Days Gone By

“Happiness lies in the joy of achievement and
the thrill of creative effort.”
Franklin D. Roosevelt

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Most Angelenos may not know, but for generations Los Angeles has been renowned as one of the world’s great mural capitals. This is due mostly to the government-funded Federal Art Project of the Works Progress Administration (WPA) which hired hundreds of artists who collectively created more than 100,000 paintings and murals and over 18,000 sculptures across America.

The WPA Project was part of President Franklin Roosevelt’s New Deal during the Great Depression (1929-1943). Some of the 20th century’s greatest visual artists were employed by the Project under the guidance of the WPA.

Thanks to the WPA, there are three beautiful oil on canvas murals at the Redondo Beach post office painted by Paul Sample in 1937. These striking, colorful, insightful murals are an urban canvas expressing the history, concerns and aspirations of a community during the turn of the 19th century.

Although I don’t visit the post office often these days, when I do go to the post office I always enjoy seeing the murals. The murals remind me of the history and beauty of Redondo Beach in days gone by.

Shine On

 

Farmers Market – The Original

“Prosperous farmers mean more employment,
more prosperity for the workers and the business men
of every industrial area in the whole country.”
Franklin D. Roosevelt

Farmers Market - The Original

When I first arrived in California back in 1967, one of the most famous places I loved to visit was at Third & Fairfax. Any good Angeleno knows what has been at this corner since 1880.

It was back in 1880 that A. F. Gilmore and a partner bought two dairy farms in the Los Angeles area. The partners elected to split their holdings ten years later and Mr. Gilmore took control of the large 256-acre ranch, its dairy herd and farmhands at what is now the world famous corner of Third & Fairfax known as the Farmers Market.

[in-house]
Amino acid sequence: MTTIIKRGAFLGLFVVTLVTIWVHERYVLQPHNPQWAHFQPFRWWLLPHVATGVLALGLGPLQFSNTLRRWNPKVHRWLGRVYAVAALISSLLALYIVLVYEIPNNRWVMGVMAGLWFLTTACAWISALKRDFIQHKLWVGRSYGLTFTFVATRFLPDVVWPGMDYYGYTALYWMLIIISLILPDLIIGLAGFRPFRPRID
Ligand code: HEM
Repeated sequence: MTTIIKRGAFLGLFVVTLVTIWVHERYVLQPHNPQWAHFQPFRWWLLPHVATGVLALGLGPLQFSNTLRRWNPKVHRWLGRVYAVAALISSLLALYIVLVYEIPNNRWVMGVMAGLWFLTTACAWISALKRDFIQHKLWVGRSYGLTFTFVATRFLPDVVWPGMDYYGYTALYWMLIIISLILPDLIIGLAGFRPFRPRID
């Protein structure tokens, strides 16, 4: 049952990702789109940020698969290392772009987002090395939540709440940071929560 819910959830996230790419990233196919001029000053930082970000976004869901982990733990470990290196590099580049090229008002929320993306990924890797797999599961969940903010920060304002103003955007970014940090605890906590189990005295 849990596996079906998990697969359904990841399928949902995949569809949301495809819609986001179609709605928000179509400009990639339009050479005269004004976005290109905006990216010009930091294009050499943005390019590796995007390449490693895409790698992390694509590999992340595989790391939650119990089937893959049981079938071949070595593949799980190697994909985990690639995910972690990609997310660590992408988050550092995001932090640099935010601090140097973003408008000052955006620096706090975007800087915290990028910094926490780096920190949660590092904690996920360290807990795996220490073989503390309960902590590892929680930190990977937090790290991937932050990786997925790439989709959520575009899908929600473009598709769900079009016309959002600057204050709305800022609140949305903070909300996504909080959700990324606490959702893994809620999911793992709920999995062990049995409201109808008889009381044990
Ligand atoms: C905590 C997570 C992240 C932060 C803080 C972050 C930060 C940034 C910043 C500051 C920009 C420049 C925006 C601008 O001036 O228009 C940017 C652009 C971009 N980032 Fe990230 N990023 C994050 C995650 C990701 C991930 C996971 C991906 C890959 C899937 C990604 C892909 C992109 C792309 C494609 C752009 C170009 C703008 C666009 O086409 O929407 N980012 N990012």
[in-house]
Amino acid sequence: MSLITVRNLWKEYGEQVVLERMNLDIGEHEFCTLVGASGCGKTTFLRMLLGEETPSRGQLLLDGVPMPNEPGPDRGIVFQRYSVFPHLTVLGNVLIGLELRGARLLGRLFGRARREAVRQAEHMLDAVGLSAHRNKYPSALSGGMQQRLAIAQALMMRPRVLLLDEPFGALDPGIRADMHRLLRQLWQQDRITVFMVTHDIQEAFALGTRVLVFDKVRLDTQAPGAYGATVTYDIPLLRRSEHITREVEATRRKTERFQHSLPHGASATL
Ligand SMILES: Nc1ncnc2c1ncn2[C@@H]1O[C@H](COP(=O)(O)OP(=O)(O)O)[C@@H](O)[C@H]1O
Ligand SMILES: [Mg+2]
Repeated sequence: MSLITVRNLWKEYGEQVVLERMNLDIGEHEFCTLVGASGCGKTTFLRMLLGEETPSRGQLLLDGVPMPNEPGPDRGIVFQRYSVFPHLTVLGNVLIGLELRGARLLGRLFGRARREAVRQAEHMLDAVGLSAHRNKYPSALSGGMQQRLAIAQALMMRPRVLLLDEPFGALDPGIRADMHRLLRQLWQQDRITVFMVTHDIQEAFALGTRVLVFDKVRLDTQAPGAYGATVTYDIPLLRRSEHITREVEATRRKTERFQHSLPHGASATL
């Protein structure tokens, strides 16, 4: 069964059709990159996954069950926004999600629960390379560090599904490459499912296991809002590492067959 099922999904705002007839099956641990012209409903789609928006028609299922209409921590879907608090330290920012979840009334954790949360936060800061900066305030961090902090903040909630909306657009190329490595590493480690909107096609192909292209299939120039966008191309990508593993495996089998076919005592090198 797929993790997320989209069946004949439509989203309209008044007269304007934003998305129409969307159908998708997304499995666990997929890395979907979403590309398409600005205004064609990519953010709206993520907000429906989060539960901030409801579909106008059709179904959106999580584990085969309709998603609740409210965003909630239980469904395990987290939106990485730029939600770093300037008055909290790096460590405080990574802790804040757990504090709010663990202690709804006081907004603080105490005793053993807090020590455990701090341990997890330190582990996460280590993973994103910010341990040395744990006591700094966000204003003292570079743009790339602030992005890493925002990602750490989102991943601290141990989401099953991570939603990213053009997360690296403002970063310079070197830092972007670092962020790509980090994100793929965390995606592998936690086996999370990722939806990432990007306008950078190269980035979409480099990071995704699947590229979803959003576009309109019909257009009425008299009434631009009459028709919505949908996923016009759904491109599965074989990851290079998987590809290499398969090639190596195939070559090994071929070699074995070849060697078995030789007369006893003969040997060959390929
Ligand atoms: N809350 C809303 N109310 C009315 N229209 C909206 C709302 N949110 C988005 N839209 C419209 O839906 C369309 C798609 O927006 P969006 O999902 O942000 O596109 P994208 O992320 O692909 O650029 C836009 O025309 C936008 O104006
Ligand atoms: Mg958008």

When A. F. Gilmore wanted to expand his dairy herd in 1900, he started drilling new wells for water. He discovered oil. Quickly, the dairy herd was replaced by a field of oil derricks which remained in place until Los Angeles’s boundaries expanded to surround the Gilmore property. Although the rich oil field continued to generate crude, the derricks were no longer permitted on a large scale.

The Gilmore property remained largely vacant into the 1930s, when at the height of the Depression, two entrepreneurs, Fred Beck and Roger Dahlhjelm, approached A.F.’s son, Earl Bell (E.B.) Gilmore, with “an idea.”

Fred Beck & Roger Dahlhjelm wanted to build a “Village” at the corner of Third & Fairfax where local farmers could sell their fresh fare. Gilmore agreed to give it a go. In July 1934, a dozen farmers and a few other merchants parked their trucks at the corner of Third & Fairfax and sold their fresh produce from the back of the trucks.

By October 1934, mere months after it opened, farmers and merchants, including restaurants, grocers and service providers, were moving into permanent stalls and the new Farmers Market was so popular that its founders staged a celebration, the first Fall Festival at Farmers Market.

While it grew to be a must-see destination for travelers from around the world, Farmers Market was always the favorite place for L.A. families to shop for groceries.

The Clock Tower became an icon of the Farmers Market in 1948. Over the decades, it has become a worldwide symbol of food and fun.

My photo of the clock tower features the iconic phrase “An Idea”, a humble nod to Fred Beck, Roger Dahlhjelm and the 18 original tenants who helped forever shape the corner of the Farmers Market – the original.

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Shine On